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AP Archive now free and on YouTube!

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This week the Associated Press, the world’s largest and oldest news agency, announced that its entire Archive is viewable on YouTube, and that it will be adding new material every day.  This is an INCREDIBLE treasure for educators who teach history, culture, science, current events, global studies, media literacy–pretty much anything.  I can easily imagine […]

What is your reading personality? Which reading super-hero are you?

dontlike

How do you find just the right book to recommend for a kid?  It’s trickier than discovering that they like mysteries or even a very specific type of science fiction. What makes a certain book a yes for one kid reader and a clear no for another? The question deeply troubled former independent children’s bookseller […]

How do you say Tomie dePaola?

Is it de …paw-la? …paa-oo-laa?  …pow-la? I’ve said it so many times, but I have never really been sure.  Have you? When you’re chatting with kiddos, or recommending a book to a parent or a teacher, or beginning an author study, how often have you wondered if you are truly pronouncing that author’s name correctly? […]

JSTOR teaching resources (with way more Understanding Shakespeare!)

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Back in November I wrote about JSTOR becoming even more librarian- and classroom-friendly.  This morning JSTOR significantly beefed up its bardiness. Understanding Shakespeare, the collaborative project between JSTOR Labs and the Folger Shakespeare Library increased its coverage from six to 38 plays. This research tool facilitates discovery of scholarship. It allows students, teachers and scholars […]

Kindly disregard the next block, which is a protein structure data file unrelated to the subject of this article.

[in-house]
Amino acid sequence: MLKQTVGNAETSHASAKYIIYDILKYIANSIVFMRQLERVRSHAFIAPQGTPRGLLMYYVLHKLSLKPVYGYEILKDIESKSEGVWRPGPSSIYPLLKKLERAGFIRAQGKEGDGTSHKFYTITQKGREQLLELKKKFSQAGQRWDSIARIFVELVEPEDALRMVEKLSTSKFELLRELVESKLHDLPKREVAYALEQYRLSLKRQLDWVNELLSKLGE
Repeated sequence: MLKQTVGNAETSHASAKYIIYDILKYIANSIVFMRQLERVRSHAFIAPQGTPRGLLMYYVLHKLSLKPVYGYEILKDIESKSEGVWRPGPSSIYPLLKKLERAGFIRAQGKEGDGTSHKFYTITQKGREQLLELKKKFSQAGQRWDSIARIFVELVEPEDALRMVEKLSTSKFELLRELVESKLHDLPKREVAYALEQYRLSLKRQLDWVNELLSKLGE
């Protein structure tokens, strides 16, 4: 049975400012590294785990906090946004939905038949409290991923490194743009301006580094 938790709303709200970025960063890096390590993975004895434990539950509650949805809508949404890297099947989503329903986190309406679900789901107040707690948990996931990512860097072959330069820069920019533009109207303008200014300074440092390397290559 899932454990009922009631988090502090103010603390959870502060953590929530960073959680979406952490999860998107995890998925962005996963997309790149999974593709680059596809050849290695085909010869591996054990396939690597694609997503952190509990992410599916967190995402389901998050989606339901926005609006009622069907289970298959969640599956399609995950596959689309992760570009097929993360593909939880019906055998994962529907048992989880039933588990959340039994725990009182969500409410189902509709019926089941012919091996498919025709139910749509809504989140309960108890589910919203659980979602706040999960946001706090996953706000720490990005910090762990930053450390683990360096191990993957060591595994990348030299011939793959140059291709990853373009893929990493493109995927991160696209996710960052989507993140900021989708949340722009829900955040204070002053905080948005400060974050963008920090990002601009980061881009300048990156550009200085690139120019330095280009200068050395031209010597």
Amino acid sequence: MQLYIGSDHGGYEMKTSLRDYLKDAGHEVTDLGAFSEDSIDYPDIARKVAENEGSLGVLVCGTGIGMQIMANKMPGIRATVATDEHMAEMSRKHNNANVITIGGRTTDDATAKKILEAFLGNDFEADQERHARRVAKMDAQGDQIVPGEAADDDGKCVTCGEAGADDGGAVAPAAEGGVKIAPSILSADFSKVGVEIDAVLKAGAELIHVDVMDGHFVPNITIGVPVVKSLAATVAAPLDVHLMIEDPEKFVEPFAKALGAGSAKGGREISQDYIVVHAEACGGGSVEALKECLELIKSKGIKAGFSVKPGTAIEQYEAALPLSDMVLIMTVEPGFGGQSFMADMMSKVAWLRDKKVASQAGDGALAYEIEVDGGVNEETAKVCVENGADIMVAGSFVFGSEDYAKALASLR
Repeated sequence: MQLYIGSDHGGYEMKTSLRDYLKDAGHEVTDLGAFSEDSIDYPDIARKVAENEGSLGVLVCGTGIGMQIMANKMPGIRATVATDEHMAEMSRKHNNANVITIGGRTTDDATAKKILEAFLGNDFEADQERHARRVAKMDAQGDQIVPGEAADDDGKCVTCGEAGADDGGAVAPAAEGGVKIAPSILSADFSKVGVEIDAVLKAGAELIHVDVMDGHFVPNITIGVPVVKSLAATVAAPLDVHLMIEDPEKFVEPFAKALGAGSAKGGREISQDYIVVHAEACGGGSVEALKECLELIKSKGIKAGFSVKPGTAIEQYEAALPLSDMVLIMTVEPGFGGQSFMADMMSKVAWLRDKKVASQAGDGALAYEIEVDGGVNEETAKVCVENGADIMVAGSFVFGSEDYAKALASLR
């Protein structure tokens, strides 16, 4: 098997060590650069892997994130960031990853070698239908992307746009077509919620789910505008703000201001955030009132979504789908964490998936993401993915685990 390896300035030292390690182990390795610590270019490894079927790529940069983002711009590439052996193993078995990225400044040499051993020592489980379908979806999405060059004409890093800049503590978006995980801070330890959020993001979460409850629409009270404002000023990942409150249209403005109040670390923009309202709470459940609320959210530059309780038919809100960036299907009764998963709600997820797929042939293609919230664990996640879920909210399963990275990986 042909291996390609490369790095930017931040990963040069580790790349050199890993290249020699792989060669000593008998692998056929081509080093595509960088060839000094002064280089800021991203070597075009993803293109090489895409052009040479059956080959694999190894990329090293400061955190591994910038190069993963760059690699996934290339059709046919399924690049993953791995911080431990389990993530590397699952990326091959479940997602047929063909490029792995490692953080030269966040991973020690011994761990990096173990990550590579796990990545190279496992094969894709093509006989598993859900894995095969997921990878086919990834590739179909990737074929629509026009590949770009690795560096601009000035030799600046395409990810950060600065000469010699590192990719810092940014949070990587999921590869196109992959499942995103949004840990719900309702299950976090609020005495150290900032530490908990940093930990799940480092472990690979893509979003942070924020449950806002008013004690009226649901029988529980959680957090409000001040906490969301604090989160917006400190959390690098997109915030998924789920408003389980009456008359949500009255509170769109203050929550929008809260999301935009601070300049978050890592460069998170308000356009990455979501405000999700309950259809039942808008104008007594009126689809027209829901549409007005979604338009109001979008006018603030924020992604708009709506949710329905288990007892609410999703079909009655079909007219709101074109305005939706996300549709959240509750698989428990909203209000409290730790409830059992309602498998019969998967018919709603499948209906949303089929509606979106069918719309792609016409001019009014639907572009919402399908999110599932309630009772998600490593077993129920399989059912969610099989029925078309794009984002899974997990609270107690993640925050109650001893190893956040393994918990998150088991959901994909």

Camp Google

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There’s a new (free) camp in town.  No bus necessary.  Camp Google is designed to engage kids ages seven through ten in creative science activities. Each week students explore provocative questions and themes with experts across the globe, courtesy of such impressive partners as: Khan Academy National Geographic Kids NASA National Park Service This week is […]

Trio for mobile media curation

The folks who brought us the digital storytelling tool, Meograph, offer up a new app designed to facilitate mobile storytelling across platforms. Launched in March and available free for iPhone, iPad, and iPod touch, Trio allows users to mash up or curate third party assets with their own digital content, captions and comments to create […]

Pam Moran on transformed school libraries

Once I believed that libraries were places where people went for books and reference materials. Now I believe that libraries are learning opportunities that promote pathways for people to “search, connect, communicate and make.” Please do not miss superintendent Pam Moran’s post today about the possibilities of 21st c school libraries. Please share her vision […]

FluentU for authentic language learning

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In an increasingly flattened world, the need to develop fluency in more than one language becomes increasingly critical for collaboration and participation. I recently discovered the FluentU website, as well as the recently launched FluentU iPhone app, for language learning on the go. Language learning has long been a back-burner kinda goal for me, but […]

Lynda.com’s free offerings

I’ll admit it wasn’t on my K12 radar, but at the university one of the most popular resources for teaching and learning and catching up is Lynda.com.  Designed to address the training needs of industry, government and education, the service offers professionally produced video with curricula and assessment. While the full curricular/training content for K12 […]

Dear ISTE (reprised)

A set of our own_

This past week in Philadelphia I participated in a meeting that launched the year-long process of refreshing ISTE’s Standards for Students. The organization acknowledges the accelerated pace of change and is entering the process of seeing what works, what is still relevant, what is obsolete, what is still missing since the last refresh in 2007. […]